Paul Garnet Henderson was born on January 28th, 1943 in Kincardine, Ontario. Paul’s mother went in to labour during a snowstorm and as she was being rushed to hospital, she gave birth while crossing Lake Huron in a horse-drawn sleigh … what an awesome start to this Canadian Legend's story!
Growing up as one of five children, Paul found hockey at a young age. Henderson attracted the attention of NHL scouts early- at the age of 15 he scored 18 goals and 2 assists in a single play-off victory. However, Henderson’s NHL ambitions almost got derailed when he and his wife Eleanor decided to get married at the age of 19. Paul felt the responsibilities of married life and almost chose to give up hockey in favour of a teaching career, but his Father convinced him to give it a two-year shot before packing in his skates. Canada is thankful that Paul followed that advice!!
The 5’10” left winger was offered try-outs with the junior teams of both Detroit and Boston – he decided to sign with the Red Wings. After a stint with the Red Wings' AHL affiliate in Pittsburgh, Henderson secured a spot on the team’s NHL roster in January 1964. During his first season, the Red Wings reached the Stanley Cup final, but lost in game 7 to the Toronto Maple Leafs (side note to our younger readers … yes, the Leafs used to win Stanley Cups!). On March 3rd, 1968, the Red Wings completed a block bluster trade (by the standards of the day) - Henderson was sent to Toronto as part of a six-player deal along with Norm Ullman and Floyd Smith in return for Frank Mahovlich, Garry Unger and Pete Stemkowski.
Henderson spent the next four seasons with the Leafs but became disheartened with the leadership of Leafs owner Harold Ballard (not the first and not the last Leaf player to feel that way). In 1973 he signed a five-year deal with the Toronto Toro’s of the fledgling WHA. As the WHA struggled, the Toro’s moved to Birmingham Alabama and Henderson spent several years playing in the Southern U.S. for both Birmingham and the NHL’s Atlanta Flames. Henderson retired from professional hockey in 1981 after a 20 year career, scoring 376 goals and 384 assists in 1,067 games.
It was however while wearing the Red & White of Team Canada that Henderson solidified his status as a Canadian Hockey Legend. The 1972 Summit Series between Canada and the USSR went beyond sport … it was the closest two teams could get to war in order to secure Global Hockey Supremacy! It had been a long awaited showdown - the Soviets had won a series of Olympic hockey Gold Medals by icing a team of professional stars versus a field of amateurs as required by Olympic rules. Canadians desperately wanted their best to face off against the Soviets and so the Summit Series was born. On September 2nd, 1972, the puck dropped at Montreal’s Forum to kick off the eight game series – four games in Canada and four in the USSR. The team with the most points would win. After taking a 2:0 lead in game one, things started to look bleak for the Canadians – they lost 7:3. After the fourth game in Vancouver, Canada was on the ropes – the Soviets had won two games, tied one and outscored the Canadians 20-12 … all on Canadian soil!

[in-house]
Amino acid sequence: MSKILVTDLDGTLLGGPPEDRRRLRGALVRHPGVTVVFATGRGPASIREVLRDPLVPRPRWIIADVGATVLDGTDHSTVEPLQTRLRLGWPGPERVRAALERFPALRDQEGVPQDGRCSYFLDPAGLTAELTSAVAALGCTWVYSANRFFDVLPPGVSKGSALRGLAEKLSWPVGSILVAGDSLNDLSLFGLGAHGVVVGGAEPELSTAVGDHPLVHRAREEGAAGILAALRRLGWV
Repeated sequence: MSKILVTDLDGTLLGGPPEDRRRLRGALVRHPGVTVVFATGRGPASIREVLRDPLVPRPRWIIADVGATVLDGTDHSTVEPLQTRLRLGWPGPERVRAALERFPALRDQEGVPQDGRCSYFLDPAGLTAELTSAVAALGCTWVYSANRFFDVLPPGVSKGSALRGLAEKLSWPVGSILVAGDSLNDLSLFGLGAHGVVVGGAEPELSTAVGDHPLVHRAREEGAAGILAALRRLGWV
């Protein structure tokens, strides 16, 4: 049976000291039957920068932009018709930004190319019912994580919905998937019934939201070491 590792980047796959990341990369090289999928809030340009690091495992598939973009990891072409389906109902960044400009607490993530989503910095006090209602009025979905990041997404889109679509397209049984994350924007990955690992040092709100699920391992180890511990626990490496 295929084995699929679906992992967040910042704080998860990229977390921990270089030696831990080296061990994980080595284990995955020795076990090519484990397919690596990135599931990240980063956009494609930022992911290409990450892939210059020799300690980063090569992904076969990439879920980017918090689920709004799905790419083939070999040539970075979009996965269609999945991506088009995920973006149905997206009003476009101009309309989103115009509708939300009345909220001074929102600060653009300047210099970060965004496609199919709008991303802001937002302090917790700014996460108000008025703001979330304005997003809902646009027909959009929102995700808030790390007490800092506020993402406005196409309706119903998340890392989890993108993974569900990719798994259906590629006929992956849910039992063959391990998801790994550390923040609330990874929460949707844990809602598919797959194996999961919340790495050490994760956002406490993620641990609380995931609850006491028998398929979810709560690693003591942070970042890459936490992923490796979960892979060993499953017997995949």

The series shifted to Moscow - but morale took a further hit after a 5:4 defeat in game five. The series was now 3-1-1 and Canada would have to win the final three games to pull off a victory. Canadian fans were nervous, they desperately needed a hero to step up … enter Paul Henderson:
- Game Six: At 6:36 of the second period, Henderson intercepted a Soviet pass and powered a slapshot past Soviet goalie Tretiak. It was the final goal of the game: Canada 3, USSR 2.
- Game Seven: With three minutes remaining the score was tied 3:3 – the Soviets just needed to preserve the tie in order to win the series. At the 17:54 mark Henderson worked his way through two Soviet defenders and lifted the puck high into the net … Canada wins 4:3 to force a crucial (and nerve wracking) Game 8 showdown.
- Game Eight: At this point the series was beyond ugly – emotions were high and there was a heated debate to just agree on a fair refereeing duo before the puck even dropped. The teams went to battle with peaked emotions on full display. By the end of the second period Canada was down 5:3. Esposito scored at 2:27 and Cournoyer at 12:56 to even the score with just over seven minutes to play. The Soviets would win the series if the score remained tied. At 19:26, with 34 seconds remaining in the game, Esposito shot the puck at Tretiak. Henderson was parked in front of the crease and took repeated whacks at the loose puck … after several attempts the puck found its way to the back of the net … the red light went on …. Final score: Canada 6, USSR 5. It was the most emotionally draining sports experience Canada had or has ever endured as Team Canada accomplished the seemingly impossible … winning the final three games on Soviet home ice. Canadian Hockey Supremacy was established and Paul Henderson’s Legend status was born!
Henderson’s career highlights and achievements include:
- Henderson’s winning goal in Game Eight of the Summit Series was voted “sports moment of the century” by The Canadian Press. That alone makes Henderson a Canadian Legend – but there’s more …
- Inducted into the Canadian Sports Hall of Fame twice, as an individual as well as with the players of the Summit Series.
- Inducted into the International Ice Hockey Federation Hall of Fame.
- Member of the Order of Canada (2012) and Member of the Order of Ontario (2014).
What’s Paul doing now?
A born-again Christian, Henderson became a minister, motivational speaker and author following his playing career. He has co-written three books about hockey and his life. Canada is waiting for the Hockey Hall of Fame to get it right … Paul Henderson will hopefully get his deserved induction and Canadians will be able to relive one of our greatest hockey moments and celebrate a true Canadian Hockey Legend!